Death Penalty Research Paper

1961 Words May 16th, 2012 8 Pages
Kimberly Ferrell
Professor Sanders
English 1301, Section 341
9 December 2010 A Vicious Cycle of Anger and Hatred

The eighth amendment is designed to protect us from cruel and unusual punishment. Conservation of the United States Constitution, and all moral ideologies have been set aside. An old form of barbaric punishment and the saying "eye for an eye" is still being widely accepted by Americans today. The old form of barbaric punishment is capital punishment. No matter how "humane" the death penalty has become, it is still the killing of another human being. When people stand outside prisons and cheer that an individual was murdered, there is a problem. When people justify the killing of another person, there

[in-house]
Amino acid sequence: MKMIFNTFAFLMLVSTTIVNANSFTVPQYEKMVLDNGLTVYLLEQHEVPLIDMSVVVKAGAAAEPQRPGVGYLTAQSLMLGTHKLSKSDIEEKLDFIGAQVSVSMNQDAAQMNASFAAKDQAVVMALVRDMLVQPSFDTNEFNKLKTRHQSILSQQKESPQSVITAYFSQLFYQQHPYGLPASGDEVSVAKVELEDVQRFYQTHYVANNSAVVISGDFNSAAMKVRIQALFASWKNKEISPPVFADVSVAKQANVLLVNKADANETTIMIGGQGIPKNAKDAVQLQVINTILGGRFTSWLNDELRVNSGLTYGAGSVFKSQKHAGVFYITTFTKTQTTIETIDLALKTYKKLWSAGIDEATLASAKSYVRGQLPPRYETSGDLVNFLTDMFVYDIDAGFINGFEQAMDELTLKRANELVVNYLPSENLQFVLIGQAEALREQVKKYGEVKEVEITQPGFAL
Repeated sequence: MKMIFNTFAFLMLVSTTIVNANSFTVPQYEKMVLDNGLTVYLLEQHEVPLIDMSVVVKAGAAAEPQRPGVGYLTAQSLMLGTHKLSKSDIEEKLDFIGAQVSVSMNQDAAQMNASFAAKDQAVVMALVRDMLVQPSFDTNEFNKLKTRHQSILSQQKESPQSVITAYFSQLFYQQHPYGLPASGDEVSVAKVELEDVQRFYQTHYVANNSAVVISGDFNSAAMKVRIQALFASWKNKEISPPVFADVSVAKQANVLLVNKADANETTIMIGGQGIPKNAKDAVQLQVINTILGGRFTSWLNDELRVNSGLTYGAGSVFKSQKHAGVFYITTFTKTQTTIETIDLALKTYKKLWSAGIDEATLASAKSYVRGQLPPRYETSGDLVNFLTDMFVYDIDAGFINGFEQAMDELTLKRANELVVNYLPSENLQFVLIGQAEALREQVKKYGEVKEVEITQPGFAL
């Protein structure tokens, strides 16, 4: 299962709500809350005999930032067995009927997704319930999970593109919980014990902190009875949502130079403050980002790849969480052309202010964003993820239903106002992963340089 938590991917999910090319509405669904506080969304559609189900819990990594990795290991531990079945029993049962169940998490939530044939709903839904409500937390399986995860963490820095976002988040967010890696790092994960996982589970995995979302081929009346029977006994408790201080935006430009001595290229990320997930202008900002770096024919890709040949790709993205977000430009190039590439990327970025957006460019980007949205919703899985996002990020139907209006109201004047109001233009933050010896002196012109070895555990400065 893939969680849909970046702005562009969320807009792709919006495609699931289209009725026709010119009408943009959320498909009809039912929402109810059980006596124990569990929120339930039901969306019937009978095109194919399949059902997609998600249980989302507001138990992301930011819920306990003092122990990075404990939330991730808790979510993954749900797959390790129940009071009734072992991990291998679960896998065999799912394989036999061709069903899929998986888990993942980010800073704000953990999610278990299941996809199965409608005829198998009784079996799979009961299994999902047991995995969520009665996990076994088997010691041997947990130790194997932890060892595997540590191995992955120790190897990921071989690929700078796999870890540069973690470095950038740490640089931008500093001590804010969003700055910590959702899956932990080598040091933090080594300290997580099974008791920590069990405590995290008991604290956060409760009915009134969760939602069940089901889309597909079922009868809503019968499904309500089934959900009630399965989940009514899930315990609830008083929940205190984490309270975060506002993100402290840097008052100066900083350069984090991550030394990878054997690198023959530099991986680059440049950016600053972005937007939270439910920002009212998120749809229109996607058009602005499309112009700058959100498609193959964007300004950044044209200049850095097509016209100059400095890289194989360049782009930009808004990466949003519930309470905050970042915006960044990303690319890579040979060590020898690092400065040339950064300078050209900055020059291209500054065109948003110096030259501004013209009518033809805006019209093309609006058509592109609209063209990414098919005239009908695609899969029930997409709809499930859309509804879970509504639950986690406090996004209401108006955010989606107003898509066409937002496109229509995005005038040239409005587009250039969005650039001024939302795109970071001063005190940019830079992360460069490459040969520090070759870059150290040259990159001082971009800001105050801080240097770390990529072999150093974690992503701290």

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However, no individual has ever been able to present any credible evidence that supports the theory of deterrence. Decades of research across the country has failed to produce signs of a higher murder rate in states that have abolished the death penalty. The theory of deterrence assumes that a murderer is examining the costs and benefits of the anticipated criminal act and taking a moment to think rationally. In the United States, the death penalty is only handed down for about one out of every one hundred homicides. A murderer has a greater chance of being killed by the planned victim or in a confrontation with the police, and therefor has no reason to fear the death penalty if there is only a one in a hundred chance they will actually receive it (Jackson, Jackson, and Shapiro 33). Moreover, most homicides are unplanned, impulsive acts and to imply that a murderer is thinking calm and cooly outweighing their options in such an emotionally charged environment is simply idiotic. To illustrate just how absurd the theory of deterrence is, research by the New York Times found that states without the death penalty actually have lower homicide rates than states that support the death penalty. The New York Times states that "ten out of twelve states without the death penalty have homicide rates below the national average, whereas half of the states with enforced capital punishment have homicide rates above the national average" (Harrison). In 2005, there

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